High levels of weeds in grass reduce its nutritional value (chickweed has low water-soluble carbohydrates), restrict grazing areas (animals won’t graze near thistles), restrict valuable grass growth (docks proportionally reduce silage yields) and can poison animals (ragwort). Farmers should be aware of their obligation to take action against certain weeds listed in the Noxious Weeds Act. This is important for cross compliance.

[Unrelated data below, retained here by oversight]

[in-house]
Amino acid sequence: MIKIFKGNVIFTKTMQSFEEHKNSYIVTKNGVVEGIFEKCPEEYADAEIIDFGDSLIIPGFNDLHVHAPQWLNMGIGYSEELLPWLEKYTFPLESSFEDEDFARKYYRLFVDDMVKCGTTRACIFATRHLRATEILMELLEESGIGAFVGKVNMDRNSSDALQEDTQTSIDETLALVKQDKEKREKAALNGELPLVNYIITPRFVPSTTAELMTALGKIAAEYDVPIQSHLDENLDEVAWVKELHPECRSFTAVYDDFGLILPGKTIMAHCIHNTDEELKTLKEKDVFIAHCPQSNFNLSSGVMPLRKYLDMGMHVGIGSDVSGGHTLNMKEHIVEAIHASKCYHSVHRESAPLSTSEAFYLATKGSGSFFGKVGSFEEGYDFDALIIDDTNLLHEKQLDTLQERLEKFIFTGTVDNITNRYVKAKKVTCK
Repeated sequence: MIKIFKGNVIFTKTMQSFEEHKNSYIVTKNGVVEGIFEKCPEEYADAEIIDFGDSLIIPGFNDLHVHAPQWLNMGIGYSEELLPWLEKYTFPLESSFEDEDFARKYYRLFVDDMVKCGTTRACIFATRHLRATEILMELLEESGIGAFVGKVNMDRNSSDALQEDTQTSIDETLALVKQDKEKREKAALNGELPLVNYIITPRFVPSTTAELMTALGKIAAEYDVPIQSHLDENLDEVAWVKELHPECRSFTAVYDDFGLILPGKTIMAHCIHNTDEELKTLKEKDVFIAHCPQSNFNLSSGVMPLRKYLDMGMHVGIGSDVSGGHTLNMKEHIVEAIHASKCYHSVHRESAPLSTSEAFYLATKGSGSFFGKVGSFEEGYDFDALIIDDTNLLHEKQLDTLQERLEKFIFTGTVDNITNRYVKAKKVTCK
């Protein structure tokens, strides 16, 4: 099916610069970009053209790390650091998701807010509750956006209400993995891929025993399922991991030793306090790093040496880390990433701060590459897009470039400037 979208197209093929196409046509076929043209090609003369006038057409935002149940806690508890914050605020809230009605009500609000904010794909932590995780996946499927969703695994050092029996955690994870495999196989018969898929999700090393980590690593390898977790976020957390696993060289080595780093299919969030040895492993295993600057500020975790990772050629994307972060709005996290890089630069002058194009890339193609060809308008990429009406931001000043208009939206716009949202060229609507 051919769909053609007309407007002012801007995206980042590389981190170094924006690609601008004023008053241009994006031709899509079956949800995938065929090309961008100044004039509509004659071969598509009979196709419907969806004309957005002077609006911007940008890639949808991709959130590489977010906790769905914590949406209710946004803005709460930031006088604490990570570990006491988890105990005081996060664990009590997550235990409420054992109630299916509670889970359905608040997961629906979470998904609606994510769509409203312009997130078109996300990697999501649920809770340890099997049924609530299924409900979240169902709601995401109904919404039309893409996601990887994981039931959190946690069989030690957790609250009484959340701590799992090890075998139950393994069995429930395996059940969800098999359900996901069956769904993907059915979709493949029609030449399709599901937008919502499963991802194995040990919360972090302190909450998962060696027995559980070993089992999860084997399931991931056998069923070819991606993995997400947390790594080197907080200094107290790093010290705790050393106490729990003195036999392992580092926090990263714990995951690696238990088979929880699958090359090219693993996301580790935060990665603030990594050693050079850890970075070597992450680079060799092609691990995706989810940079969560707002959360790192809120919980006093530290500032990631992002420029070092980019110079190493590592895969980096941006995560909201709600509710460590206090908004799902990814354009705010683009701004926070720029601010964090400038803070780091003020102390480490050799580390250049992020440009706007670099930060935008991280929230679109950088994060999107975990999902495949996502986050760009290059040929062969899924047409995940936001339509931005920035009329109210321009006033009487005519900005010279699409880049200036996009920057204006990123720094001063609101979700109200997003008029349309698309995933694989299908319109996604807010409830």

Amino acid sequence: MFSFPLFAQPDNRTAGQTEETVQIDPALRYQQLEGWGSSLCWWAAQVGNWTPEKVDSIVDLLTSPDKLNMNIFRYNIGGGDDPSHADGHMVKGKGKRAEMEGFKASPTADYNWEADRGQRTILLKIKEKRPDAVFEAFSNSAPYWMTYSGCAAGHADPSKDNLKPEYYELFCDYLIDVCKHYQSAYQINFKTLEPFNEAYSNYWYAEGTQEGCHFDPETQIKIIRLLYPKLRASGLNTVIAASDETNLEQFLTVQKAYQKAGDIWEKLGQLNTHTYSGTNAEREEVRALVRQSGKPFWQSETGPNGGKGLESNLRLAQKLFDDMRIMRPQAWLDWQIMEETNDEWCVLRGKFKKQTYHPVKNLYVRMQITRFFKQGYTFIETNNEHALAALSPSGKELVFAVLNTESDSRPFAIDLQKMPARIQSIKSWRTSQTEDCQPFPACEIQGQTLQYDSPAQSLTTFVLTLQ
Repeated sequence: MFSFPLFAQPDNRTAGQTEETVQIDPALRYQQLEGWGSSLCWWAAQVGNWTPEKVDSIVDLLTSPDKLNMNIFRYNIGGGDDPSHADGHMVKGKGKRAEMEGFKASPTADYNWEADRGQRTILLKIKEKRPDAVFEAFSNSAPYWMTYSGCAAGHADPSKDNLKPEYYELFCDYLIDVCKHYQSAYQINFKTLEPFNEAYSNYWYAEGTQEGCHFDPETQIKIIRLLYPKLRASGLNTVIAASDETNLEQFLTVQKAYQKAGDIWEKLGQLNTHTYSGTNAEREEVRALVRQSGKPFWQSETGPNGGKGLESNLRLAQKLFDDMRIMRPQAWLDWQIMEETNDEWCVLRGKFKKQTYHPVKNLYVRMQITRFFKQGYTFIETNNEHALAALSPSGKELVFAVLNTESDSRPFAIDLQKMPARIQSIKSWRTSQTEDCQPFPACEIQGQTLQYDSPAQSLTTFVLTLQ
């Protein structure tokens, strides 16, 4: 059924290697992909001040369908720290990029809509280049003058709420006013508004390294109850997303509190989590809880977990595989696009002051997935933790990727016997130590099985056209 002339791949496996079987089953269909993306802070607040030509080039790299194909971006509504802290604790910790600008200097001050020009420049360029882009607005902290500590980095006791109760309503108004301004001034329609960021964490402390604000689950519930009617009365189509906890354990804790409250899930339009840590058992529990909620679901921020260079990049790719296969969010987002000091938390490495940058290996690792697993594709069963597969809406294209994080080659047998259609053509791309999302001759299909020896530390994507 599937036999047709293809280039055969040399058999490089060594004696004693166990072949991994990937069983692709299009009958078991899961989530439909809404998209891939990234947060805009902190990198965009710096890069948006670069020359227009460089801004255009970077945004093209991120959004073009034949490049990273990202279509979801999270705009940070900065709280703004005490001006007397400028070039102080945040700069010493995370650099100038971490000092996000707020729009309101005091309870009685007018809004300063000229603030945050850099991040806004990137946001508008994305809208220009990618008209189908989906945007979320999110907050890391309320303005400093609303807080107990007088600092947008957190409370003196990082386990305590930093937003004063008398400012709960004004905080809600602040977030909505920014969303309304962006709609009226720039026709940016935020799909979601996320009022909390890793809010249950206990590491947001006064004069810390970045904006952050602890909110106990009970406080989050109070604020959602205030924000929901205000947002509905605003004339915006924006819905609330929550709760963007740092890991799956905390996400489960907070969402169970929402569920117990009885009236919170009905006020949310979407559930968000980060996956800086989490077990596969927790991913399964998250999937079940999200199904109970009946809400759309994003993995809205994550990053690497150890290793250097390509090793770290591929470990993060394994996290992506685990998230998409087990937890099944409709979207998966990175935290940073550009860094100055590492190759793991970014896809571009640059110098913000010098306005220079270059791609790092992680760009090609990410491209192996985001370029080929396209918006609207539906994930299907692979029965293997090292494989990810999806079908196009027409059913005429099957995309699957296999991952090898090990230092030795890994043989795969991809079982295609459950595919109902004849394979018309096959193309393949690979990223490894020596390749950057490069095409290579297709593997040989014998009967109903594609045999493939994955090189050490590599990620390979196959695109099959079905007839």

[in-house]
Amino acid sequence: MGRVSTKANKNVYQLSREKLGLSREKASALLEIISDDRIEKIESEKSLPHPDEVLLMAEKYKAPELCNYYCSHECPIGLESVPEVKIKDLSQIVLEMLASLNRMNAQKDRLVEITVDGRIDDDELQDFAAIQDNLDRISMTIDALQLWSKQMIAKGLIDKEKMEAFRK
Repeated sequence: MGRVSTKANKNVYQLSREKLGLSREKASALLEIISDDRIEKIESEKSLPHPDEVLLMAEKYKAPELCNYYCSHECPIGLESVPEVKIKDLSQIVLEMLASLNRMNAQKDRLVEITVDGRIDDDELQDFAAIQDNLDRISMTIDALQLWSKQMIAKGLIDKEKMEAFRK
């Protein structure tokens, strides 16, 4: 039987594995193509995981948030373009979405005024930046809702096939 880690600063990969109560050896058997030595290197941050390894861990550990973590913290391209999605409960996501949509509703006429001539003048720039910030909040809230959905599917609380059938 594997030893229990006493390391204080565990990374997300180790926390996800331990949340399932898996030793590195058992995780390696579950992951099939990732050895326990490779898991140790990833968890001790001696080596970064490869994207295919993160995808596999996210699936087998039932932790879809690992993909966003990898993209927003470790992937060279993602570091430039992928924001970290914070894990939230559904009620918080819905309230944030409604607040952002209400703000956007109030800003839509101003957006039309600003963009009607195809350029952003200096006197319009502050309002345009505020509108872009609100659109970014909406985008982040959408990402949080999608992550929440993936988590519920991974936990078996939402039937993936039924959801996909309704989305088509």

In normal circumstances, low levels of weeds in pasture are of no consequence and their removal may not be cost effective. Certain grassland weeds have high levels of trace elements and, also, have environmental benefits as food sources to birds, invertebrates and small mammals. However, when weeds take over 10% to 20% of a sward, weed control becomes important and warranted.